1986-87 140 2004-05 480
1987-88 150 2005-06 497
1988-89 161 2006-07 519
1989-90 172 2007-08 551
1990-91 182 2008-09 582
1991-92 199 2009-10 632
1992-93 223 2010-11 711
1993-94 244 2011-12 785
1994-95 259 2012-13 852
1995-96 281 2013-14 939
1995-96 281 2013-14 939
1996-97 305 2014-15 1024
1997-98 331 2015-16 1081
1998-99 351 2016-17 Not yet announced

What is long term capital gain and short term capital gain ?


The surplus in disposing an immovable property or equity is called capital gain. Here surplus is the balance amount of selling price after deducting purchase cost and other expenses related to it.


As per Income Tax Act, certain capital gains are subject to income tax, but certain are not. Again the taxability is decided by the type of capital gain viz. long term or short term.


Long term and term classification depends on the duration it held as owner.


The immovable property and capital assets can be classified into two. Building and land is coming under a single classification, but the equity or other related capital assets are classified as the second one.


If the lad or building purchased and held under ownership for more than three years is called long term assets and the gain received from the disposal or sale is called long term capital gain. If it is held for less than 3 years are called short term capital gain. Both are subject to tax and exemption.


If the equity or related capital assets held for a period more than 1 year is called long term assets and the gain in called long term capital gain. If the equity is listed in stock exchange and it is purchased from the secondary market (from stock exchange) is completely tax free. If the assets are held less than one year is short term capital assets and the gain is taxable under short term capital gain.


I have sold my mutual funds after 3 years any capital gain tax ?


If it is an equity mutual fund or not a Systematic Investment Plan (SIP) the full amount is tax free.


The long term capital gain from sale of stock and mutual funds are tax free. If it is short term capital gain it is taxable at the rate of 15%. In case of long term mutual funds, the gains from debt mutual funds the entire gain will be taxable whether it is long term of short term. The holding period of the stock or mutual funds is more than one year and gain is called long term capital gain.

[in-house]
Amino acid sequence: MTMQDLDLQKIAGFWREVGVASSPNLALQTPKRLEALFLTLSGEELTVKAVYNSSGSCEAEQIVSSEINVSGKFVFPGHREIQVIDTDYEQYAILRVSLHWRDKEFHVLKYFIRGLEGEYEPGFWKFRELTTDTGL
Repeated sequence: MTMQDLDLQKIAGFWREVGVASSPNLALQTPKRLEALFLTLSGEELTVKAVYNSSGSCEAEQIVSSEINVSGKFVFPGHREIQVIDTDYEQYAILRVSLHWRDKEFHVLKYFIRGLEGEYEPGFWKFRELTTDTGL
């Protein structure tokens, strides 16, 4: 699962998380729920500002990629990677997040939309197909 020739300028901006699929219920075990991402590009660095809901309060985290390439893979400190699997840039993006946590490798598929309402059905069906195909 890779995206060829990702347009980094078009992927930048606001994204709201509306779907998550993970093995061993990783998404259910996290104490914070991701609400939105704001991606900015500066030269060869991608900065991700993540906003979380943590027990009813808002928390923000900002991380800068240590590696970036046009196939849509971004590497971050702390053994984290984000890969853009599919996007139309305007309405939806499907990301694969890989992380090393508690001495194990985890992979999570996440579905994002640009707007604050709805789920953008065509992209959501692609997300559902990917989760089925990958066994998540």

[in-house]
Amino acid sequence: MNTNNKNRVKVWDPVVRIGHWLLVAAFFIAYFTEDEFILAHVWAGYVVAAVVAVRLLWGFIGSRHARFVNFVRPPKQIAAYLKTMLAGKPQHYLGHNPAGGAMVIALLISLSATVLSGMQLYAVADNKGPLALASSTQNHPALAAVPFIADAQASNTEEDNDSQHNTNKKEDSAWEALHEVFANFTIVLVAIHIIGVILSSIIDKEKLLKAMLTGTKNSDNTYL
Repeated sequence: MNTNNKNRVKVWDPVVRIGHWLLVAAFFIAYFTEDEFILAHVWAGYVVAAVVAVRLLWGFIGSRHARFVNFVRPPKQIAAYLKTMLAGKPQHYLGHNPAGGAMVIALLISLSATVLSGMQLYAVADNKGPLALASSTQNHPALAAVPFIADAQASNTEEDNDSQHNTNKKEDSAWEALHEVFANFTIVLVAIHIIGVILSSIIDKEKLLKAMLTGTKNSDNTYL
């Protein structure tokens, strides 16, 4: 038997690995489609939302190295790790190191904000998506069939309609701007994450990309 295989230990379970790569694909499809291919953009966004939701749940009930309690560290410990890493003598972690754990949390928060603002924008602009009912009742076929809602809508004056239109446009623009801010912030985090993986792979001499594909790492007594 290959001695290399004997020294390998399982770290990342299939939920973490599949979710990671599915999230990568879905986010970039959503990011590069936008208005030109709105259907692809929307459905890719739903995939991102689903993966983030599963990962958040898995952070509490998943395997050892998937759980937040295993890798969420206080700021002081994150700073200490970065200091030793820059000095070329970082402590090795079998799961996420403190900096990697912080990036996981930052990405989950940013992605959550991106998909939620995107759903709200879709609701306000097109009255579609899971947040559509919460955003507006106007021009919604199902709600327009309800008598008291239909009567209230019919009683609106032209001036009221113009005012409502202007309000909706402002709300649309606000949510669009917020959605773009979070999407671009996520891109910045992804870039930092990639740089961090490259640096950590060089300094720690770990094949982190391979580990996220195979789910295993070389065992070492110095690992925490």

In the case of debt equity mutual funds Cost Inflation Indexing (CII) can be applied. If the Cost Inflation Indexing is applied then the balance gain will be taxed at the rate of 20% and if it is without indexing it will be taxable at the rate of 10% only.


Calculating Cost Inflation Index is not so easy. For example, in the systematic Investment Plan (SIP), the investments are sometimes monthly or other regular intervals. After the maturity period (normally 36 months) the investor can expect a decent income from it. Mostly there will be short term capital gain portion also. This portion is to be separated and the balance long term should again classify into different years also. This is possible only through a detailed investment statement. Now the facilities like CAMSonline or the investing company mail back system provides the same.


How to set off my capital gain loss?


The short term capital loss can be set off against any capital gains (long term or short term) in the same year. But the loss from Long Term Capital gain is to be set off from Long Term Capital gain in the same year only.


The net loss under capital gain in a year cannot be set off against any other income in the year or future years. The unabsorbed loss can be classified as short term and long term capital gains and the same can be carried forward to the next year. The short term capital gain can be set off against any capital gain in the next year itself. But long term capital gain can only be settled against long term capital gain only.


Normally the loss can be carried forward to the next eight years to set off the same.


Can I carryforward Capital gain loss ?


Both Shot term and long term capital gains can be carried forward to the next eight assessment years. Short term capital gain can be set off against from any capital gain the future assessment years. But Long Term Capital Gain can be from Long term capital gain only.